…that are fit to print.
Michael Oren: …I talk about an incident that occurred in May of 2010 with the New York Times when Mahmoud Abbas published an op-ed in the New York Times in which he alleged that he insinuated that the Arabs accepted the U.N. partition resolution of 1947, and the Jews rejected it. And I called up the editor of the New York Times, and I said wait a minute, this is exactly the opposite. Don’t you check facts? We [Israel] accepted it. The Arabs rejected it, and went to war against it. That was the war of independence. And the Arabs rejected the first two-state solution. And he says well, that’s your interpretation. Now wait a minute, there are certain in-controversial historical facts, uncontestable facts. I mean, did the Allies land, or did they not land on Normandy Beach in June, 1944? And the editor’s response was [analogous to] well, some people think so.
That’s an interesting aside in an interview that focuses on the Times’ recent publication of a tract by the convicted terrorist Marwan Barghouti, whom the Times described as “a Palestinian leader and Parliamentarian.”
[ADDENDUM: Well, it’s even worse than I thought at the Times, and I’ve long thought it’s very very bad.
That Normandy quote wasn’t just Oren making an analogy; it was apparently what the Times editor actually said. I interpreted the Oren quote in the Hugh Hewitt interview as being somewhat ambiguous and thought it was most likely an analogy rather than a direct quote, although it’s clear to me (and has been for a long time) that the Times regularly lies about Israel. I’m not defending the Times editors; I’m accusing them.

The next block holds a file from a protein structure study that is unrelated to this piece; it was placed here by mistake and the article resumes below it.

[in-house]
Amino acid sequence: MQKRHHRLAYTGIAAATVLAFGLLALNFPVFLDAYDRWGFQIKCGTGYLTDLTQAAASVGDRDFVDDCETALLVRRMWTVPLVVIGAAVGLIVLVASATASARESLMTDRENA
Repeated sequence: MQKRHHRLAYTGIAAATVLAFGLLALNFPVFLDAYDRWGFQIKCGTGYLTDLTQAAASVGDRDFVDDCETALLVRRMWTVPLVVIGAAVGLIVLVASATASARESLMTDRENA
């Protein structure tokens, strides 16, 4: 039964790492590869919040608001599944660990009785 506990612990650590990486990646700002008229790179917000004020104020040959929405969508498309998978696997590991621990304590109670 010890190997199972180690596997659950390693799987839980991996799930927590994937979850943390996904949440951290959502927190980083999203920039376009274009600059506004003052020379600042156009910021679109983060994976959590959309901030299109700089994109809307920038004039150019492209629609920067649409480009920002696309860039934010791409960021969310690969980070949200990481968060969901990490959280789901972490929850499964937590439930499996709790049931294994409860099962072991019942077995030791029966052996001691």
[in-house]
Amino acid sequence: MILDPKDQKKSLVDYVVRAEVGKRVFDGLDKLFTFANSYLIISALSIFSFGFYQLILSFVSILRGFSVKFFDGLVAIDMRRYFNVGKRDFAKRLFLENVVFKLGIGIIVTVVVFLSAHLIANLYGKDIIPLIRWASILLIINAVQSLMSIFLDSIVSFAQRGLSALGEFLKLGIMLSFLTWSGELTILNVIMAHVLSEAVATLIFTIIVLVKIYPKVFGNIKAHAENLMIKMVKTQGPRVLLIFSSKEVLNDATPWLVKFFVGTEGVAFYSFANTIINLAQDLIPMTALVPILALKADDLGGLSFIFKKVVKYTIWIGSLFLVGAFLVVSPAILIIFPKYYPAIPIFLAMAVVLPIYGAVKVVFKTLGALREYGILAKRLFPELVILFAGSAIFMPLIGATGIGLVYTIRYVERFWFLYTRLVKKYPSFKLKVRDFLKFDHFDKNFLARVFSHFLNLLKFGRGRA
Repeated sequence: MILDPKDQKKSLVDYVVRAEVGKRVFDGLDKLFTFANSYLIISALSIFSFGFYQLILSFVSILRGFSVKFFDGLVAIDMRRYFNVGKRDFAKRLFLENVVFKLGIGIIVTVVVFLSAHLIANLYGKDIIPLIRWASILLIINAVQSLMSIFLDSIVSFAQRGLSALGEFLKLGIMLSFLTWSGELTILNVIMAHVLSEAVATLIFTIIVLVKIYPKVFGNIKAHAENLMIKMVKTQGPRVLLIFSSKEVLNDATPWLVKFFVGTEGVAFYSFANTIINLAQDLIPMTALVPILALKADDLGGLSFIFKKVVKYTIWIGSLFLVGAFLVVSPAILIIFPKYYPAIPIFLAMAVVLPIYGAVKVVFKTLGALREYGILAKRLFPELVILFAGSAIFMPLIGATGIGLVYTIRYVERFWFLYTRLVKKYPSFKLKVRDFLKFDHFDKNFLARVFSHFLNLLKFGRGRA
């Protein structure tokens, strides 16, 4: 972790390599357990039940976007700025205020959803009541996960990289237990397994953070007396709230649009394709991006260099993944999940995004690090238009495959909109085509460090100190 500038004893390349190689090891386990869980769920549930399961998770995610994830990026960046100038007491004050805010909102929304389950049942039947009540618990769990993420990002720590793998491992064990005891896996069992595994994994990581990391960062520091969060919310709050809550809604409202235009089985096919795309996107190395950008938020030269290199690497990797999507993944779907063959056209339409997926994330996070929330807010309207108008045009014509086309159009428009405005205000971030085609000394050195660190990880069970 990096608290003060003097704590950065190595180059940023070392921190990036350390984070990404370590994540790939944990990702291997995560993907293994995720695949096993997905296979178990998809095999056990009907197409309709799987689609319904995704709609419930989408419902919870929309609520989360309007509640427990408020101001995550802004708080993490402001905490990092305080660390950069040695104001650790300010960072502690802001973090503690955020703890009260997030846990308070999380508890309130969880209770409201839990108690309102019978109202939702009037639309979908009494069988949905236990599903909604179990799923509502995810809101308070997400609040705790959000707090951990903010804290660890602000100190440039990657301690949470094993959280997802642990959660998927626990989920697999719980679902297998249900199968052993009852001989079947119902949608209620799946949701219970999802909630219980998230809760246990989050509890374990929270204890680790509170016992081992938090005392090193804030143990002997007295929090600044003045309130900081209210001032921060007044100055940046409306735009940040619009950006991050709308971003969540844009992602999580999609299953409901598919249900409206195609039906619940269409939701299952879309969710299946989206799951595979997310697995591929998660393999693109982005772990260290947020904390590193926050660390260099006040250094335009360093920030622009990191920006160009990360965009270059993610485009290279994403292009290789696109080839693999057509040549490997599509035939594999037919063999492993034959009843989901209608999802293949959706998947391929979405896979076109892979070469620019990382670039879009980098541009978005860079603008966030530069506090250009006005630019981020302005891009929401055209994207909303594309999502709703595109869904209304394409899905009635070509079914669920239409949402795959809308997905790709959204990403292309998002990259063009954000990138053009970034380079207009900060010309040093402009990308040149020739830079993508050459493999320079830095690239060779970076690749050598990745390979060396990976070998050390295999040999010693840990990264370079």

I’ve finally found this article from two years ago, in which the matter is clarified:
Oren, who was recently elected to Israel’s Knesset, goes on to recount a bizarre exchange he had with New York Times op-ed editor Andrew Rosenthal after Oren felt “compelled” to respond to an erroneous retelling of history that Palestinian Authority Chairman Mahmoud Abbas published in the New York Times in 2011. In his New York Times op-ed, Oren writes, Abbas implied “the Arabs had accepted the UN’s Partition Plan in 1947 while Israel rejected it,” which is the exact opposite of what actually occurred.
Oren’s recreation of the phone exchange between him and Rosenthal suggests that the New York Times editor is unable to distinguish the difference between fact and opinion:
When I write for the Times, fact checkers examine every word I write,” I began. “Did anybody check whether Abbas has his facts exactly backwards?”
“That’s your opinion,” Rosenthal replied.
“I’m an historian, Andy, and there are opinions and there are facts. That the Arabs rejected partition and the Jews accepted it is an irrefutable fact.”
“In your view.”
“Tell me, on June 6, 1944, did Allied forces land or did they not land on Normandy Beach.”
Rosenthal, the son of a Pulitzer Prize-winning Times reporter and famed executive editor, replied, “Some might say so.”
So Oren has been telling this story for a while and it’s not an analogy. In his book he named the editor—Rosenthal—and the quote is a bit different, but just as bad or worse. So I stand corrected. I was being a bit too kind to the Times, something I’ve not usually been accused of.
I wonder whether Rosenthal believes the moon landing occurred, or whether “some might say so.” Did any historical event actually occur, according to Rosenthal?]